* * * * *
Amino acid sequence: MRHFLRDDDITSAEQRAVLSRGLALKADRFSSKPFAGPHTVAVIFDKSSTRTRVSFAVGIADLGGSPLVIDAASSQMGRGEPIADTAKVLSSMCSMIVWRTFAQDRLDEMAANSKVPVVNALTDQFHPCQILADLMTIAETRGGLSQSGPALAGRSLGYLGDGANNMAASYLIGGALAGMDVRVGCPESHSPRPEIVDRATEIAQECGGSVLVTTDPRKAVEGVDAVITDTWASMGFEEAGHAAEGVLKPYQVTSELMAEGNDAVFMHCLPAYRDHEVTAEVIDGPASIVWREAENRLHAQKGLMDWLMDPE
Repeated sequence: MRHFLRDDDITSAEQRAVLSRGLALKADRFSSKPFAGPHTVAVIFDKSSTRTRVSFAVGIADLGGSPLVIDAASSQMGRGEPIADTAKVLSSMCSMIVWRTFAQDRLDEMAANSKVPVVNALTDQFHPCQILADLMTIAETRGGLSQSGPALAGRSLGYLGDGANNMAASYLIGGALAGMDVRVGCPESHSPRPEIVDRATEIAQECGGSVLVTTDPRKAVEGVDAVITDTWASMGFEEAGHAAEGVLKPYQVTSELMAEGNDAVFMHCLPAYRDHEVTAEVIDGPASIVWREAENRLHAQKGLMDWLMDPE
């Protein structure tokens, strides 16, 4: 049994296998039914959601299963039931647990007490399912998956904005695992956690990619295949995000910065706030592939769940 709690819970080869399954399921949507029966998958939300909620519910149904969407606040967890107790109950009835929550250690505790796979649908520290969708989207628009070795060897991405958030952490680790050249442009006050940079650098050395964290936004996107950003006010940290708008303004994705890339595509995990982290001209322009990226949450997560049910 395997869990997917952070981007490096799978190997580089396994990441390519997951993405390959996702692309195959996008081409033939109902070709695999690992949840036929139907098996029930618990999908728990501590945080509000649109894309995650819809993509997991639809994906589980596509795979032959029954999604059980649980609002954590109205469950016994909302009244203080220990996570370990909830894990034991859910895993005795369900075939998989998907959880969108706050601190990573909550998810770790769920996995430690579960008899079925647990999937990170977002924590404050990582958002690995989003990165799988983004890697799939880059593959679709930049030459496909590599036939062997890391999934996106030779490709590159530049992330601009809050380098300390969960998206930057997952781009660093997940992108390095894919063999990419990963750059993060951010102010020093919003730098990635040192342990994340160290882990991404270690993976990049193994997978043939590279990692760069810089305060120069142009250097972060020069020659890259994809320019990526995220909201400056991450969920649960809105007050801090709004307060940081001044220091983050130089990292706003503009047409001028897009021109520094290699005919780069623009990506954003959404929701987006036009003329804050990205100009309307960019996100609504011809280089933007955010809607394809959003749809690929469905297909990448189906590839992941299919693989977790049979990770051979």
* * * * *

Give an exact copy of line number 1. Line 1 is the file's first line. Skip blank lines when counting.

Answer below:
Amino acid sequence: MRHFLRDDDITSAEQRAVLSRGLALKADRFSSKPFAGPHTVAVIFDKSSTRTRVSFAVGIADLGGSPLVIDAASSQMGRGEPIADTAKVLSSMCSMIVWRTFAQDRLDEMAANSKVPVVNALTDQFHPCQILADLMTIAETRGGLSQSGPALAGRSLGYLGDGANNMAASYLIGGALAGMDVRVGCPESHSPRPEIVDRATEIAQECGGSVLVTTDPRKAVEGVDAVITDTWASMGFEEAGHAAEGVLKPYQVTSELMAEGNDAVFMHCLPAYRDHEVTAEVIDGPASIVWREAENRLHAQKGLMDWLMDPE